A new kind of flash memory technology with potentially greater capacity and durability, lower power requirements, and the same design as flash NAND is primed to challenge today's solid-state disk products.
Fremont, Calif.-based Nanochip said it has made breakthroughs in its array-based memory research that will enable it to deliver working prototypes to potential manufacturing partners next year. Three investors, including Intel Capital, recently put $14 million into the company, which has been developing the technology since its founding in 1996.
"It's a technology that doesn't depend on Moore's Law," says Gordon Knight, CEO of Nanochip. "This technology should go at least 10 generations."
Knight was alluding to the decades-long trend in which the number of transistors that can be placed on an integrated circuit roughly doubles every two years. Current thinking is that flash memory could hit its limit at around 32 to 45 nanometers. That describes the smallest possible width of a metal line on the circuit or the amount of space between that line and the next line. The capacity of an IC is restricted by the ability to "print" to a smaller and smaller two-dimensional plane, otherwise known as the lithography.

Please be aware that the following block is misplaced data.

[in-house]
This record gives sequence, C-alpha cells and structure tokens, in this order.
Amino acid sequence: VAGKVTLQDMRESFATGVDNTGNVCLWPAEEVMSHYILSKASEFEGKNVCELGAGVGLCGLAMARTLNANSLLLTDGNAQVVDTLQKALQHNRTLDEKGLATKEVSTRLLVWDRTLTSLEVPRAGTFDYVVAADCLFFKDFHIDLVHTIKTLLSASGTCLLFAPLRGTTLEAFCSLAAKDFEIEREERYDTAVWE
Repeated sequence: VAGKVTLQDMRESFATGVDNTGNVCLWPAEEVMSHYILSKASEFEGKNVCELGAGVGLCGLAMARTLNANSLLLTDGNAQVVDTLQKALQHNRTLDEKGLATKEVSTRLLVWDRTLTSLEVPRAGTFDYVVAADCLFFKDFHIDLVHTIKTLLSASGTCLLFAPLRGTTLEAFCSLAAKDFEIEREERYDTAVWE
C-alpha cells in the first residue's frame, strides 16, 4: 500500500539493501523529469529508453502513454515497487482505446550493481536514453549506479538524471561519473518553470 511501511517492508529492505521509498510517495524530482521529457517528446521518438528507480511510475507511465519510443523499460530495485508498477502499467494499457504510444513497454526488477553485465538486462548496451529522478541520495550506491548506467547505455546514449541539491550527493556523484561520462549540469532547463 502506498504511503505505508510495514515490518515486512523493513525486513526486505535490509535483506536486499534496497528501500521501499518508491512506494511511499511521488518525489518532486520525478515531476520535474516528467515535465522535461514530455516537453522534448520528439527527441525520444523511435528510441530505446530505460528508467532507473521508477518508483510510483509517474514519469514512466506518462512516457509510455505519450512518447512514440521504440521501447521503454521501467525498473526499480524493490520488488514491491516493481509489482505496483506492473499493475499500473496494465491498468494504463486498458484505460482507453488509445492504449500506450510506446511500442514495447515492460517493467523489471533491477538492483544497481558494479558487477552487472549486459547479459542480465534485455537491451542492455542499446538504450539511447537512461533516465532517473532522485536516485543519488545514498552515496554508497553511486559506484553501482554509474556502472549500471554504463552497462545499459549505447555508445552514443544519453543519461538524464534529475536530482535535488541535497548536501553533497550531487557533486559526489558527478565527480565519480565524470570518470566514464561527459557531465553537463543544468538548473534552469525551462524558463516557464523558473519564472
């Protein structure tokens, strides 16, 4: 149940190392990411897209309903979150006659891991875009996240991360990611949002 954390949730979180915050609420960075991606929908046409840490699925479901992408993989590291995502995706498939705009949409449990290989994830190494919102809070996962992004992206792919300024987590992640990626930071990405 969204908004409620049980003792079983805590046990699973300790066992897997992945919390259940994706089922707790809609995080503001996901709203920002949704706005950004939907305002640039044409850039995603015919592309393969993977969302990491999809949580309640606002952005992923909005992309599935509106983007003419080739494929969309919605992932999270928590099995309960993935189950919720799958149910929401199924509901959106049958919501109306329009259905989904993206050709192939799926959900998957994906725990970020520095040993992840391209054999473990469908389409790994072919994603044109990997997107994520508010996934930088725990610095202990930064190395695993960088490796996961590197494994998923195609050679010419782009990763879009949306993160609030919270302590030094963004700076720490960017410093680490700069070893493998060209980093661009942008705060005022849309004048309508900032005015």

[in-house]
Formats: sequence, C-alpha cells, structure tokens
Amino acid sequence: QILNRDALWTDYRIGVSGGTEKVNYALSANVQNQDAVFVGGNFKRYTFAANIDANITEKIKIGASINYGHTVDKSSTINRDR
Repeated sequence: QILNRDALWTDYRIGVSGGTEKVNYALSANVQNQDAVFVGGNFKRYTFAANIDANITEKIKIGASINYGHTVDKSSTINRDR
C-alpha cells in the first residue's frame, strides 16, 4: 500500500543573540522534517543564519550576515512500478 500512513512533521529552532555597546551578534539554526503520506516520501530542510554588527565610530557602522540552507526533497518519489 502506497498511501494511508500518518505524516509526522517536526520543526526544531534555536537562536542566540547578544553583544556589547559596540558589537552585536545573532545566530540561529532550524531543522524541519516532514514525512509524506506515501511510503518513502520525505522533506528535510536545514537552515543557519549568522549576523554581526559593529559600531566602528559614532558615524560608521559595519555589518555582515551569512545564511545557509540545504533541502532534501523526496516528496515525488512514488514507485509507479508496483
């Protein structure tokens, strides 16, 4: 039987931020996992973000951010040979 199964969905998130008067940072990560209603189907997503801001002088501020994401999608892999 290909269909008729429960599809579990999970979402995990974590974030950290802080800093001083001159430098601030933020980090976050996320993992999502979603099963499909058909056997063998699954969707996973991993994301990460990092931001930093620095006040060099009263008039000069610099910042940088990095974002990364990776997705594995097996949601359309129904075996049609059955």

And that, according to Stefan Lai, is where Nanochip's technology shines. "Moore's Law is driven by lithography," says Lai, a member of Nanochip's technical advisory board, as well as vice president of business development at Ovonyx and former vice president of Intel's flash memory group. "Every two years, you need to buy this new machine that allows you to print something that's smaller and finer."
Array-based memory uses a grid of microscopic probes to read and write to a storage material. The storage area isn't defined by the lithography but by the movement of the probes. "If [Nanochip] can move the probes one-tenth the distance, for example, they can get 100 times the density with no change in the lithography," says Lai. "You don't have to buy all these new machines."
Lai said that in principle, Nanochip could develop the ability to move the probe a single atom at a time. The company said its current generation of probes has a radius smaller than 25nm, but it projects that eventually the probes could be shrunk to two or three nanometers apiece. That scale, said Knight will enable development in 10 to 12 years of a memory chip greater than 1TB. For a first generation, anticipated in 2010, Knight says he expects a small number of chips to be in excess of 100GB, but a more realistic number is "tens of gigabytes" per integrated circuit, a capacity comparable to the current generation of flash devices.
Reusing the old equipment for new chips
Knight sees a market for Nanochip's technology in USB drives, solid-state disk drives, and even enterprise servers. In each case, he believes, there are advantages with array-based memory.